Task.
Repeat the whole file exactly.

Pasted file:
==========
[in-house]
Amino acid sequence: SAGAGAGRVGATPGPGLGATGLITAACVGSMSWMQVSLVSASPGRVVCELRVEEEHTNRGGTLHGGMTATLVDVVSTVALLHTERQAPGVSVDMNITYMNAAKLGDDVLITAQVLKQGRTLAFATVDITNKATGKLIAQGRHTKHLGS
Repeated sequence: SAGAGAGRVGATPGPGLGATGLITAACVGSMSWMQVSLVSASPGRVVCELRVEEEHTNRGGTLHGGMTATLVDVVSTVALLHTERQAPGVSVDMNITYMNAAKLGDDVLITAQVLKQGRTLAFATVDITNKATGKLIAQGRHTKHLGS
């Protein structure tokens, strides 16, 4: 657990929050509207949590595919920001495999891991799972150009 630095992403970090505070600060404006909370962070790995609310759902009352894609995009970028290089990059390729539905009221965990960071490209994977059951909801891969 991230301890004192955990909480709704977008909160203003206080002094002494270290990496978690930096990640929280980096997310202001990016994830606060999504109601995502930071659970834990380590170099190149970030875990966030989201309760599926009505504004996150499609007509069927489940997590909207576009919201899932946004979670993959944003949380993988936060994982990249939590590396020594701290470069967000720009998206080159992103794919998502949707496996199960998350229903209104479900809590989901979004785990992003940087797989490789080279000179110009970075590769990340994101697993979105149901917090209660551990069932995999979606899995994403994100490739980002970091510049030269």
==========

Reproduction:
[in-house]
Amino acid sequence: SAGAGAGRVGATPGPGLGATGLITAACVGSMSWMQVSLVSASPGRVVCELRVEEEHTNRGGTLHGGMTATLVDVVSTVALLHTERQAPGVSVDMNITYMNAAKLGDDVLITAQVLKQGRTLAFATVDITNKATGKLIAQGRHTKHLGS
Repeated sequence: SAGAGAGRVGATPGPGLGATGLITAACVGSMSWMQVSLVSASPGRVVCELRVEEEHTNRGGTLHGGMTATLVDVVSTVALLHTERQAPGVSVDMNITYMNAAKLGDDVLITAQVLKQGRTLAFATVDITNKATGKLIAQGRHTKHLGS
């Protein structure tokens, strides 16, 4: 657990929050509207949590595919920001495999891991799972150009 630095992403970090505070600060404006909370962070790995609310759902009352894609995009970028290089990059390729539905009221965990960071490209994977059951909801891969 991230301890004192955990909480709704977008909160203003206080002094002494270290990496978690930096990640929280980096997310202001990016994830606060999504109601995502930071659970834990380590170099190149970030875990966030989201309760599926009505504004996150499609007509069927489940997590909207576009919201899932946004979670993959944003949380993988936060994982990249939590590396020594701290470069967000720009998206080159992103794919998502949707496996199960998350229903209104479900809590989901979004785990992003940087797989490789080279000179110009970075590769990340994101697993979105149901917090209660551990069932995999979606899995994403994100490739980002970091510049030269």